In this, our third installment of what gives a book the elusive element of fun, I’m going to talk about something that may seem obvious, but which is hard to quantify: wit.
In these times where far too many people treat ignorance as something of which to be proud, the word “wit” seems at times to have fallen into disrepute. It carries with it a vague aroma of snootiness, of elitism, of cruel jibes delivered over dry martinis by callous sophisticates.
But wit–which I define as intelligent, incisive language that also manages to be amusing–is one of the things that can make a book fun to read. As just one example, take the works of Laura Lippman. Laura writes two kinds of books: her standalones, like her most recent book I’D KNOW YOU ANYWHERE, are engrossing, heart-stoppingly suspenseful, and gorgeously written; her Tess Monaghan series, about a female PI in Baltimore, are all of those things, and they’re also huge fun to read. The difference is wit. When Laura writes of a character, as she did in her book IN A STRANGE CITY:
Tess Monaghan couldn’t help thinking of her prospective client as the Porcine One. He had a round belly and that over-all pink look, heightened by a rash-like red on his cheeks, a souvenir of the cold day. His legs were so short that Tess felt ungracious for not owning a footstool, which would have kept them from swinging, childlike, above the floor. The legs ended in tiny feet encased in what must be the world’s smallest–and shiniest–black wingtips. These had clicked across her wooden floor like little hooves.
you can’t help but see him, and you can’t help but smile at the image, if you don’t actually laugh out loud. The wit comes from the delicious, wicked sharpness of the picture.
Sometimes wit comes out of a deadpan description of the mundane that ignores the big, dark, sometimes even scary thing that’s really going on. The humor comes from the dichotomy created by the characters’ apparent obliviousness or nonchalance about the rabid elephant in the room. Examples are the opening conversation in RESERVOIR DOGS, or this exchange from Donald E. Westlake’s BANK SHOT:
Kelp drove one-handed for a minute while he got out his pack of Trues, shook one out, and put it between his lips. He extended the pack sideways, saying, “Cigarette?”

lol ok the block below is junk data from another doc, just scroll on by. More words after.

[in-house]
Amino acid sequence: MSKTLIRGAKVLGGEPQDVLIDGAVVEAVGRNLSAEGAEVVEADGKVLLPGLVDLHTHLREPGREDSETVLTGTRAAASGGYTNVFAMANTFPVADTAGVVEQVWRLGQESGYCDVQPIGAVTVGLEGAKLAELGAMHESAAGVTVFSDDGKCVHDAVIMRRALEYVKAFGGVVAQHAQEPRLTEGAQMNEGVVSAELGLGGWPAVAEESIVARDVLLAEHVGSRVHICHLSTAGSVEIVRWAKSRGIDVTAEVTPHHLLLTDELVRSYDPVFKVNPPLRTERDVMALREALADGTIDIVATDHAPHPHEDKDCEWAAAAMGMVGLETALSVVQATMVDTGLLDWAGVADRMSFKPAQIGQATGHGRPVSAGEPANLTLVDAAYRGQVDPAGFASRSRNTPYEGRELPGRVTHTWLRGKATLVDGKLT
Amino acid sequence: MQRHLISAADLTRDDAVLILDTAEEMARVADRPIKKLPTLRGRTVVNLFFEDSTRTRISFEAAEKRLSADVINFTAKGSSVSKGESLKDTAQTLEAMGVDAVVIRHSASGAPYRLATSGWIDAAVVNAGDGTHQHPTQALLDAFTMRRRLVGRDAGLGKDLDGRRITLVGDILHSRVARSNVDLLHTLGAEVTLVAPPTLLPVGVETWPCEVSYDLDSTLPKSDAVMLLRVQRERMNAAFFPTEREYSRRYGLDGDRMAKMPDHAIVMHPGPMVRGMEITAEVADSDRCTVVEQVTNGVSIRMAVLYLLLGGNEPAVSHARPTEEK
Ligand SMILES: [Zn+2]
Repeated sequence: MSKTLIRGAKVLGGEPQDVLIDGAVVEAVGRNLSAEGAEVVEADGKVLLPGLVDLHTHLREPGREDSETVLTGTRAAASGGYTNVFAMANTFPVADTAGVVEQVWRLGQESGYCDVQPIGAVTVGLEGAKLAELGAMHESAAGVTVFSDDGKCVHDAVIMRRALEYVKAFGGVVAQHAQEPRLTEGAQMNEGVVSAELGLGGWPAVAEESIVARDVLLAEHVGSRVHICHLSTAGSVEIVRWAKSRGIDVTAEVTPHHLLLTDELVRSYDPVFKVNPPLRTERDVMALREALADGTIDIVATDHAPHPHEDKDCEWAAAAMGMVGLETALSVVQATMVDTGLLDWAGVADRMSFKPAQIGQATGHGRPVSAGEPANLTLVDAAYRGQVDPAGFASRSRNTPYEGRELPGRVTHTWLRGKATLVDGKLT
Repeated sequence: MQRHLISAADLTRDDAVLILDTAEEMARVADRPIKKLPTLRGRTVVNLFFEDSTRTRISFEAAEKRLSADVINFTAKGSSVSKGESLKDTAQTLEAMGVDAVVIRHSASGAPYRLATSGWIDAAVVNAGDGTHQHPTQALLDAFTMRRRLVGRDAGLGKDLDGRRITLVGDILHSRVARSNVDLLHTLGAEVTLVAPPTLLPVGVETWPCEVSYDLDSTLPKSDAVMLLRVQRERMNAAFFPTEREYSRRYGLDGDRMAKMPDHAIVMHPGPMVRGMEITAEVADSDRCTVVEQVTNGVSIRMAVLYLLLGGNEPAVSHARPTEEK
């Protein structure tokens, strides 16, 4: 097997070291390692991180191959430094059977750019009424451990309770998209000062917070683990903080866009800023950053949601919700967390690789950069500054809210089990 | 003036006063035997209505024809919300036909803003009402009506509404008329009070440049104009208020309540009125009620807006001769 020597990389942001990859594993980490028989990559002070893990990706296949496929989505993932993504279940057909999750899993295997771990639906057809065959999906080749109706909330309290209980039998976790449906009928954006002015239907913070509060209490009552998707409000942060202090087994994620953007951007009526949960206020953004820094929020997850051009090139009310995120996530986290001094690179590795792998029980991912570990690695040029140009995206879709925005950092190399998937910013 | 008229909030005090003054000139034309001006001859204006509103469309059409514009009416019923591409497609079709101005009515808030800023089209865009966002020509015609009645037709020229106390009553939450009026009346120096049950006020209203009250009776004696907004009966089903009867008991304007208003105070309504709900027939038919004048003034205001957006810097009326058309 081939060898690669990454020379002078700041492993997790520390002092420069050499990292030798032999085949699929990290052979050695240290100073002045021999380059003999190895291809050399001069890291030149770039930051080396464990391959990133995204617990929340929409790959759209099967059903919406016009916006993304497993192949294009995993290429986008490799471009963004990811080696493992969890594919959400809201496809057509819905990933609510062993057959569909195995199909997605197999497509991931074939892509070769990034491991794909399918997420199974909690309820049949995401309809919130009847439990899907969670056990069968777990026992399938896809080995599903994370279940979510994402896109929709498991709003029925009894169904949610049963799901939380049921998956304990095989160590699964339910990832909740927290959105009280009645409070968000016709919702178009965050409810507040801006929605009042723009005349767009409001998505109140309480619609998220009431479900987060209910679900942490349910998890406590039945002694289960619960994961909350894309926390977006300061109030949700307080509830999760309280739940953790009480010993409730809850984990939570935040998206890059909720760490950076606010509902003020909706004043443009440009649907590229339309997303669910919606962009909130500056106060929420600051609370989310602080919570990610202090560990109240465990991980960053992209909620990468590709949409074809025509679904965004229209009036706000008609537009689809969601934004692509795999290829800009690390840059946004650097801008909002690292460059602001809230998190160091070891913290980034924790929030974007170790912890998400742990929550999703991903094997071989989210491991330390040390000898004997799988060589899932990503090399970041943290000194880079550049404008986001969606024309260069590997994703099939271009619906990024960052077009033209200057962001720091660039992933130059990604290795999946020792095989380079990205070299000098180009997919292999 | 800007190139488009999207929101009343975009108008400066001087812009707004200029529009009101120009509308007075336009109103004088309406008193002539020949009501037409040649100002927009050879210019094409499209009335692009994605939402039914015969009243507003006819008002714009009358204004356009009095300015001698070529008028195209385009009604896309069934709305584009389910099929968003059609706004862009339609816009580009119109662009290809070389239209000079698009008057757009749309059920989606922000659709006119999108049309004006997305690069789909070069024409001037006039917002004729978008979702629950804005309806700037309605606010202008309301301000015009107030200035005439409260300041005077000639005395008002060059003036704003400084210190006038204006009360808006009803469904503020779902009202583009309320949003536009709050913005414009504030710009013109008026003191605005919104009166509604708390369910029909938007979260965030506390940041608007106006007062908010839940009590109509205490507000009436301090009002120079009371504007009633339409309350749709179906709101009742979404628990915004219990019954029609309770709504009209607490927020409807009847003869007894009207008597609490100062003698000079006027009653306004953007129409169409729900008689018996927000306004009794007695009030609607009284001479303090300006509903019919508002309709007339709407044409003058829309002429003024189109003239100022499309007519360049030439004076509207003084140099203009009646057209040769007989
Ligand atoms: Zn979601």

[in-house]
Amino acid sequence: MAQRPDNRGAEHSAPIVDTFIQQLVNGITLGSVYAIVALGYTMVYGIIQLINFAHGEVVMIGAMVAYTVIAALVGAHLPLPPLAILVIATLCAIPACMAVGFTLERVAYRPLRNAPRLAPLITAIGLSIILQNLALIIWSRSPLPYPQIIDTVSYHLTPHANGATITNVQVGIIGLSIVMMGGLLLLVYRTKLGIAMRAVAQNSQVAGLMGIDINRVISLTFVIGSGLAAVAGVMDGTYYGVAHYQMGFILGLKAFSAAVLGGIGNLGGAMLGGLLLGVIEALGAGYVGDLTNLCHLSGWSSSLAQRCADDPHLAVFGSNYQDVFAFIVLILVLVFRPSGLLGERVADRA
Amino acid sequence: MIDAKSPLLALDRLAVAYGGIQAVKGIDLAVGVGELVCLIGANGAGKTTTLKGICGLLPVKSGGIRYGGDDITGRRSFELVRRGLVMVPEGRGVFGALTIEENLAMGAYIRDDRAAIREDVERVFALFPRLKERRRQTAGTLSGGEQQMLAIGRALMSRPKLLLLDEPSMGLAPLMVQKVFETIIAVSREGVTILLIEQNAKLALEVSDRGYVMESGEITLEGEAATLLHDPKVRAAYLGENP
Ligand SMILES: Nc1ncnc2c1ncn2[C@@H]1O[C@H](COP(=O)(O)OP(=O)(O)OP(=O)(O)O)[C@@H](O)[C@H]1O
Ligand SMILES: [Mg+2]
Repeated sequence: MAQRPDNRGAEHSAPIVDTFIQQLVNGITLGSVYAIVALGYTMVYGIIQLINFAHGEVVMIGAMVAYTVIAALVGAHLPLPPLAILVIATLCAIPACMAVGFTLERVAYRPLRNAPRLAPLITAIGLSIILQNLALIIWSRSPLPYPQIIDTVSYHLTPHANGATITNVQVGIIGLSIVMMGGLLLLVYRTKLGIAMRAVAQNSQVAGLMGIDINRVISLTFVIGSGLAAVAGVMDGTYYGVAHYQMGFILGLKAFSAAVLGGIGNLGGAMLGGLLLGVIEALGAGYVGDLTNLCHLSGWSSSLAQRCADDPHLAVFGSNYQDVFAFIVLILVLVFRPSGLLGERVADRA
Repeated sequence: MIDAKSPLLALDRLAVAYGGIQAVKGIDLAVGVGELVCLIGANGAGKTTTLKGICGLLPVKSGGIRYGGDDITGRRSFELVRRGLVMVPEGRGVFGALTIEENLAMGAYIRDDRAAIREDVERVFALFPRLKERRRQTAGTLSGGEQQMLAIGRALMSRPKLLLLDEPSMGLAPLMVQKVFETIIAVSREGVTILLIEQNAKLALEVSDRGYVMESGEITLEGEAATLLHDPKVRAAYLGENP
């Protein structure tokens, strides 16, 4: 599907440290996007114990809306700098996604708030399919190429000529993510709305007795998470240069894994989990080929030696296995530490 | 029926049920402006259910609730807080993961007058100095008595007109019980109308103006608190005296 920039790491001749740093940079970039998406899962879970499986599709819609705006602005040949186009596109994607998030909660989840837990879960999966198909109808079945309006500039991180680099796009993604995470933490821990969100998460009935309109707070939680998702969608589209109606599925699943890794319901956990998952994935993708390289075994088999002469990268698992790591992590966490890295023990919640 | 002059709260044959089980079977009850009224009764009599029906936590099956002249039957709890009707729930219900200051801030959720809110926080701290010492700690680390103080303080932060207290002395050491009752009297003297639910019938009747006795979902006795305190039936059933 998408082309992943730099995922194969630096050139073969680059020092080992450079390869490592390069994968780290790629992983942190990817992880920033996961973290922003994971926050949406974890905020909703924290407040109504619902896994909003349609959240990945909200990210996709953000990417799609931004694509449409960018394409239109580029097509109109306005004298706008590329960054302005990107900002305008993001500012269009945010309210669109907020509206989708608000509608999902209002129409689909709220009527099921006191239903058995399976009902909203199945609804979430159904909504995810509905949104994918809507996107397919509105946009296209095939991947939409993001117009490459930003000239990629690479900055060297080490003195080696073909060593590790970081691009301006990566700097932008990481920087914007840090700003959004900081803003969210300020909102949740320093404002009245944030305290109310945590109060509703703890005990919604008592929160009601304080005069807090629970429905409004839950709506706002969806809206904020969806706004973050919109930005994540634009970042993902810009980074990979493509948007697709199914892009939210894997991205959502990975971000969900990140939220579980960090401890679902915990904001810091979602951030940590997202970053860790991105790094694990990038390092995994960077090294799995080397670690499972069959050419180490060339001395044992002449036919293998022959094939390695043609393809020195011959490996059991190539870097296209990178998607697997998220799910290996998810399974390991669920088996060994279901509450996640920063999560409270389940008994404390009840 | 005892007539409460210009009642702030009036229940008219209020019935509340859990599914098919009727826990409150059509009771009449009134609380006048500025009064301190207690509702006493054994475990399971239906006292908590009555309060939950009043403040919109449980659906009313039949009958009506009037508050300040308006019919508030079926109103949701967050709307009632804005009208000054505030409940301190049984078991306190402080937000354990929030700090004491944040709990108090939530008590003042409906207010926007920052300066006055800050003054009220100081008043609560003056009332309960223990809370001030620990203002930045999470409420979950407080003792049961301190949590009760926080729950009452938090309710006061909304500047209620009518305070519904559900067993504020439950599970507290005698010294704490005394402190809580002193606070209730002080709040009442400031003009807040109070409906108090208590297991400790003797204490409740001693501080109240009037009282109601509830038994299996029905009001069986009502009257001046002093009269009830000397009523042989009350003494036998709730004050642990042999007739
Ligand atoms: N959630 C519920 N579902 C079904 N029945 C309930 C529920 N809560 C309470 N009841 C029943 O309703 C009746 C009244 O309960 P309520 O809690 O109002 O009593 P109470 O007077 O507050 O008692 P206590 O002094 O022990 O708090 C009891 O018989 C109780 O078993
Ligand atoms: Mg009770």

“True? What the hell kind of brand is that?”
“It’s one of the new ones with the low nicotine and tars. Try it.”
“I’ll stick to Camels,” Dortmunder said, and out of the corner of his eye Kelp saw him pull a battered pack of them from his jacket pocket. “True,” Dortmunder grumbled. “I don’t know what the hell kind of name that is for a cigarette.”
Kelp was stung. He said, “Well, what kind of name is Camel? True means something. What the hell does Camel mean?”
“It means cigarettes,” Dortmunder said. “For years and years it means cigarettes. I see something called True, I figure right away it’s a fake.”
“Just because you’ve been working a con,” Kelp said, “you figure everybody else is too.”
“That’s right,” Dortmunder said.
Kelp could deal with anything at that point except being agreed with; not knowing where to go from there, he let the conversation lapse.
Often, wit takes the form of an impossibly perfect and well-composed comeback, the sort of riposte that you realize no human being could ever come up with on the spur of the moment, but which you wish you could. Like this exchange from Chandler’s THE BIG SLEEP:
I grinned at her with my head on one side. She flushed. Her hot black eyes looked mad. “I don’t see what there is to be cagey about,” she snapped. “And I don’t like your manners.”
“I’m not crazy about yours,” I said. I didn’t ask to see you. You sent for me. I don’t mind your ritzing me or drinking your lunch out of a Scotch bottle. I don’t mind your showing me your legs. They’re very swell legs and it’s a pleasure to make their acquaintance. I don’t mind if you don’t like my manners. They’re pretty bad. I grieve over them during the long winter evenings. But don’t waste your time trying to cross-examine me.”
It’s sort of like one of those Eric Clapton guitar solos where he tears off on a phrase so long and harmonically complex that you can’t imagine a human mind creating it, much less doing so on the fly.
Other times, wit isn’t so elaborate, but instead lightning quick, like the jab that you don’t see till your opponent’s pulling it back and you’re wondering where that ringing sound is coming from. Ken Bruen is a master at this sort of thing, as in this quick yet perfect description of a cop at a traffic stop:
He wasn’t wearing shades, but he wanted to…and badly.
Note that you’re unilikely to find the works I’ve quoted above are to be found in your bookstore’s humor section. some of them, like Our Ken’s work, are downright dark. All of them have humor, however. Smart, witty humor, and that’s one of the things that makes them fun.
Tell us, O ‘Rati: Who are your favorite witty, fun writers?